The main cause of galvanomagnetic phenomena is the warping of current-carrier trajectories (conduction electrons and holes) in a magnetic field. The trajectory of the carriers in a magnetic field can be considerably different from the trajectory of a free electron in a magnetic field, which is a circular spiral twisting around a line of magnetic force. The diversity of trajectories for current carriers in various conductors is the reason for the variety of galvanomagnetic phenomena, and the dependence of the trajectory on the direction of the magnetic field is the reason for the anisotropy of galvanomagnetic phenomena in single crystals. A measure of the effect of the magnetic field on an electron trajectory is the ratio of the free path length l of the electron to the radius of curvature of its trajectory in a field H: rH = cp/eH (p is the electron’s momentum). A magnetic field is considered to be weak with respect to galvanomagnetic phenomena if H<< H0 = el/cp and strong if H>>H0.

At room temperatures, H0 ≈ 105 to 107 oersteds for various metals and good semiconductors; for poor semiconductors, H0 ≈ 108 to 109 oersteds. A reduction in temperature increases the path length l and therefore reduces the value of H0. This makes it possible, through the use of low temperatures and ordinary magnetic fields (~ 104 oersteds), to achieve conditions corresponding to a strong field H>>H0.

The measurement of the resistance of single-crystal specimens of metals in strong magnetic fields is one of the important methods of studying metals. The dependence of resistance on the magnetic field strength and its direction with respect to the crystallographic axes is investigated. The theory of galvanomagnetic phenomena has shown that the dependence of the resistance on the field H is essentially associated with the energy spectrum of the electrons. The pronounced anisotropy of resistance in strong magnetic fields (for gold, silver, copper, tin, and other metals) indicates the essential anisotropy of the Fermi surface. On the other hand, the low anisotropy of the resistance in a magnetic field indicates virtual isotropy of the Fermi surface. In this connection, if ρ does not tend toward saturation as the magnetic field is increased for all directions (bismuth, arsenic, and others), then electrons and holes are present in the conductors in equal numbers. If the resistance tends to saturate, it means that either electrons or holes predominate (the type of carriers can be determined from the sign of the Hall constant).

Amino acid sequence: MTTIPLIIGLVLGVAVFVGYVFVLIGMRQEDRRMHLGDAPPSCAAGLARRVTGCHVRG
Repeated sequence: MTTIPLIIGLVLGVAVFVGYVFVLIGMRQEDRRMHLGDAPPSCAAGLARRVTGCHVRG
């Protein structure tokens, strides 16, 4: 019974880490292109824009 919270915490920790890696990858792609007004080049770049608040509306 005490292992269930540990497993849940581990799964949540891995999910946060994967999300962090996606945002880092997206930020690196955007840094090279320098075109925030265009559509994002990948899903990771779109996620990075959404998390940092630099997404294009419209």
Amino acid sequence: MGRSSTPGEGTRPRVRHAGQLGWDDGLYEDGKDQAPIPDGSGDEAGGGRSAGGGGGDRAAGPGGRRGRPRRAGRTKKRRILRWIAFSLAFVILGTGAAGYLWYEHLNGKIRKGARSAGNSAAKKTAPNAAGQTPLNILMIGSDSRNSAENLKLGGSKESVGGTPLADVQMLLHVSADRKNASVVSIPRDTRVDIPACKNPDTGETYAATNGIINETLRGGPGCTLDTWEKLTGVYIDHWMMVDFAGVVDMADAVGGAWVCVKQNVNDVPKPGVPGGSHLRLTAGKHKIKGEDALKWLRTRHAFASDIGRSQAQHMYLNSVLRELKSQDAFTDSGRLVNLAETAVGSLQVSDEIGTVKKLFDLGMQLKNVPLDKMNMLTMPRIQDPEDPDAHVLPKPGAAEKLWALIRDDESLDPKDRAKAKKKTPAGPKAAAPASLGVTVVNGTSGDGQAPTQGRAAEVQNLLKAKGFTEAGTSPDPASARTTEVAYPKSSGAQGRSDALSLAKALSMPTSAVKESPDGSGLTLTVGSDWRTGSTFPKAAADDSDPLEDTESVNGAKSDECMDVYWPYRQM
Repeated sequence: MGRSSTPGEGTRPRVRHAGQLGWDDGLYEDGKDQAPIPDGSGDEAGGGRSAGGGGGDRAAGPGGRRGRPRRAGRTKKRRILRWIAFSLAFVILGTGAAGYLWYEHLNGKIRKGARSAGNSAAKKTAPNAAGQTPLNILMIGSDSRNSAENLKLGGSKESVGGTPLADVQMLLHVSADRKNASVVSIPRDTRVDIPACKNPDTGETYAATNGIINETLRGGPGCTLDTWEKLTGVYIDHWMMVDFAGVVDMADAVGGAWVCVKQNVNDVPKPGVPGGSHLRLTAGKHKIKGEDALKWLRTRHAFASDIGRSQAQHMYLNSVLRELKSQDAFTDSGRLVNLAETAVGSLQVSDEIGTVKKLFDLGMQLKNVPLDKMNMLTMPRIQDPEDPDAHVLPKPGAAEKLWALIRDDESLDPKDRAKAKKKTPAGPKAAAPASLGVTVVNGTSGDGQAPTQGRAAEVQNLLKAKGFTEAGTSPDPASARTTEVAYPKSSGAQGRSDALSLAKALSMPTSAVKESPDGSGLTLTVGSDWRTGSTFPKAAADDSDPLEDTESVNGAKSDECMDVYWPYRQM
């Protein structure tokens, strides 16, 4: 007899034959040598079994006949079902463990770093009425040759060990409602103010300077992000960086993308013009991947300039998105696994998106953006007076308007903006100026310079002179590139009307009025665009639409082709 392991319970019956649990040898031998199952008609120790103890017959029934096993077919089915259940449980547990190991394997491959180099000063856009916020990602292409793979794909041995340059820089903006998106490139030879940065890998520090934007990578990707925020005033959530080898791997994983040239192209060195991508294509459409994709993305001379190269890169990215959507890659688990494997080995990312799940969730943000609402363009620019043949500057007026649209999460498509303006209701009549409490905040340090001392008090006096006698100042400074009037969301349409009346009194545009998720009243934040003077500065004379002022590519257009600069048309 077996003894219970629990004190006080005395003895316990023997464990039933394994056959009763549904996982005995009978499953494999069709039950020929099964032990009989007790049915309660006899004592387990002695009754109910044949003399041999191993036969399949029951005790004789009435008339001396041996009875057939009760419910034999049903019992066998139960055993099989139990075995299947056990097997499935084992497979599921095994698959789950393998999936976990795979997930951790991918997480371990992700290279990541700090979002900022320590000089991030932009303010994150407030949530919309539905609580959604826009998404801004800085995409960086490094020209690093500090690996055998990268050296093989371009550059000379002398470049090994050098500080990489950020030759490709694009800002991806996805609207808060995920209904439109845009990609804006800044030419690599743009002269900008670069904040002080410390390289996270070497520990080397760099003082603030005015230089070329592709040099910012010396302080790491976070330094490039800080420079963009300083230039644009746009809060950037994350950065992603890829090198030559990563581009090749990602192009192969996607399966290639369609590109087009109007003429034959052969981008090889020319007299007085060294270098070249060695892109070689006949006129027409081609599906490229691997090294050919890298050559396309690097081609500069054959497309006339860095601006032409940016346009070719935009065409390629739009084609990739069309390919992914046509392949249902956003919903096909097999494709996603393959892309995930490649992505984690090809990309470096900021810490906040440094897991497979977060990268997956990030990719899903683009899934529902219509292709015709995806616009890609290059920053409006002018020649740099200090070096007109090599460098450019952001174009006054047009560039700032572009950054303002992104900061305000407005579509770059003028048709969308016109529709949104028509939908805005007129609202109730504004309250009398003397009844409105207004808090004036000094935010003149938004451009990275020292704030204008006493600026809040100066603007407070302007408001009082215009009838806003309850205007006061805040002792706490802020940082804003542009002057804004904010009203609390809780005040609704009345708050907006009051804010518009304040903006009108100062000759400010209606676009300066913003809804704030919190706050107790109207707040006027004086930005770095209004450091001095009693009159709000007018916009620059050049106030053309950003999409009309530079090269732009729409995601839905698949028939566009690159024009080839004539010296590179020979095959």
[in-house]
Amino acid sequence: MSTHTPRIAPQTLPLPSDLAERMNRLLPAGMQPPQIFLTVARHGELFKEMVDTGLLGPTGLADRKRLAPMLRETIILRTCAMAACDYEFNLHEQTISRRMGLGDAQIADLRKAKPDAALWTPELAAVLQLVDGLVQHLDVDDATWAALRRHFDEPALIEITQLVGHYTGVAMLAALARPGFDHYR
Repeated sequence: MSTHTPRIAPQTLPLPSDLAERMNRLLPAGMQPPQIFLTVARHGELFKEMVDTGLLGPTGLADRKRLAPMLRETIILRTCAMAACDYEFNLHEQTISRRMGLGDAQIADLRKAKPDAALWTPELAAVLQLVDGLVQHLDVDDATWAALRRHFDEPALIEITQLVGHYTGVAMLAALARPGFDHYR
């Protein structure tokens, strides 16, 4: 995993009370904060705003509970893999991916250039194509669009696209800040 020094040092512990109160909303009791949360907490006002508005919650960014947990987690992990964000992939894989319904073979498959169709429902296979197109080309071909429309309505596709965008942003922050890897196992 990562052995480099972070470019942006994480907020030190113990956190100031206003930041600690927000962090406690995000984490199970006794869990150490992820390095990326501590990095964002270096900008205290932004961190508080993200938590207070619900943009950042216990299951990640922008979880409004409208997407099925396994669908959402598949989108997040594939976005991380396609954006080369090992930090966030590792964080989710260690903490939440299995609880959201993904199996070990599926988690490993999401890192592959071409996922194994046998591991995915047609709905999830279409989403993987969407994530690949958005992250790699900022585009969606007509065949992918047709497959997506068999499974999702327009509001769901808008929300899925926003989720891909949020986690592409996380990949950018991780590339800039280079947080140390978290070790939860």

A small change in the resistance of metals in a magnetic field parallel to the current I is observed along with transverse galvanomagnetic phenomena: (Δρ/ρ)║, which is called the longitudinal galvanomagnetic effect. Quantum effects, which are manifested in the nonmonotonic (oscillating) dependency of the Hall constant and the resistance on the field H, are observed in strong magnetic fields.

When galvanomagnetic phenomena are studied in thin films and fine wires, both (Δρ/ρ)⊥ and (Δρ/ρ)║ are found to depend on the specimens’ dimensions and shapes (size effects). As H increases, this dependency disappears under rH << where d is the smallest dimension of the specimen. In ferromagnetic metals and semiconductors (ferrites), galvanomagnetic phenomena have a number of specific characteristics resulting from spontaneous magnetization without a magnetic field. For example, the Hall emf in ferromagnetic materials depends not only on the average field H in a specimen but also on the magnetization, and the resistance sometimes decreases in weak fields.


Lifshits, I. M., M. I. Kaganov, and M. Ia. Abzel’. Elektronnaia teoriia metallov. Moscow, 1971.
Ziman, J. Printsipy teorii tverdogo tela. Moscow, 1966. (Translated from English.)

M. I. KAGANOV [6-218-6; updated]